But Grant took the advice of his dad, Harvey, who told him: “If you can play, they’ll find you.” Harvey was an 11-year NBA veteran. Grant’s uncle, Horace, was a starter on the first of the Chicago Bulls’ “three-peat” teams in the 1990’s.
That advice reinforced Grant’s inclination to choose the school that best suited his personality. During his recruitment Grant developed a tight-knit relationship with Notre Dame coach Mike Brey. Both are graduates of famed DeMatha Catholic High School, a nationally recognized athletic powerhouse outside of Washington, D.C. Brey is one of the best – and least-discussed – coaches in the country, a sincere standout in a profession many have made as much about the X’s and O’s as perfecting the art of bullshitting. Asked what he will do to keep his team loose in March, Brey responds: “I may coach with my fly open.”
“I didn’t want to just go to a school because of the name or just because of it being a basketball school,” Grant says. “For me, it was the type of guys, the type of coaches I wanted to play for, the type of guys I could get along with.”
It also provided Grant the opportunity to take ownership of a team for the first time in his basketball career. As a prep star, he was teammates with Victor Oladipo who starred at Indiana and now plays in the NBA for the Orlando Magic. Oladipo was the second overall pick in the 2013 NBA Draft and commanded many shots in the offense. Grant only averaged 10.5 points his senior year of high school, a low number for a Division I prospect.
But the potential to lead is what Brey saw in Grant. And it was exactly the kind of opportunity Grant was looking for. The partnership has paid dividends for both. Brey found the kind of reliable point guard needed to make a deep tournament run and Grant found a system that allowed him to play both guard spots. And, yes, showcase his talents for the NBA scouts. When asked how much Brey has developed his game, Grant sighs, as if he didn’t have the time to list all the ways his coach had influence him. Instead, he just says “a lot.”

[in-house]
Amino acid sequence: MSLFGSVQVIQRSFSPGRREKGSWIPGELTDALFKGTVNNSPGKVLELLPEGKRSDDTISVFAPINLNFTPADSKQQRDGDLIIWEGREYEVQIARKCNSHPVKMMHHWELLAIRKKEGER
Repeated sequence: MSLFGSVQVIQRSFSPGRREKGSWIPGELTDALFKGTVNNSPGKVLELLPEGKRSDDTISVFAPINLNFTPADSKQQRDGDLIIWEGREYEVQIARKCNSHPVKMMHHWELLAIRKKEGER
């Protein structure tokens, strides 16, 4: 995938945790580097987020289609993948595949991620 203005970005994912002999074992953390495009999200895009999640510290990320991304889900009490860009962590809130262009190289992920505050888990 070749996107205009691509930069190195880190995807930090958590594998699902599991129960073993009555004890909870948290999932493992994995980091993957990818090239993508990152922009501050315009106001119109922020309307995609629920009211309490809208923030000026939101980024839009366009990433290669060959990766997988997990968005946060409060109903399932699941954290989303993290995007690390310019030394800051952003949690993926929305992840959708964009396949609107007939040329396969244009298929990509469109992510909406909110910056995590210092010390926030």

Though it’s Grant’s attitude that is most celebrated by Brey. Despite his NBA ties, Grant has a blue-collar work ethic. He’s constantly motivated to earn his due. There are ignorant basketball fans who think he has been handed an opportunity because of his bloodline, but his pedigree didn’t prevent him from being snubbed for Atlantic Coast Conference Player of the Year. That honor went to Duke freshman Jahlil Okafor instead. And Brey says that should serve Grant well in the postseason.
“He’ll be hungry,” Brey says. “I mean, he made a great run at it. I think it’s quite an honor to be the unanimous selection to the [all-ACC] first team. Certainly I think a lot of people felt he was the Player of the Year, but I love having a little ammo to poke at him.”
He relishes the underdog role. When Notre Dame hosted Duke on January 28, many thought the then eighth-ranked Irish to be overrated. Duke was to expose Notre Dame. Instead, Grant responded with a 23-point, 12-assist, six-rebound night in a 77-73 Notre Dame win. It was that game, in a packed Purcell Pavilion, in which the crowd noise frequently drowned out the play-by-play announcer, that hinted there might be a shift in focus on Notre Dame’s campus.
“We love having games like that here,” Grant says. “It brings out the best in the players, it brings out the best in the crowd. It shows that we aren’t just a football school.”
There will still be football on campus this week. Notre Dame’s football team is amidst its spring practice schedule. Though no one seems to care. The basketball team plays its tournament opener against Northeastern on Thursday. And the big man on campus is king of the court.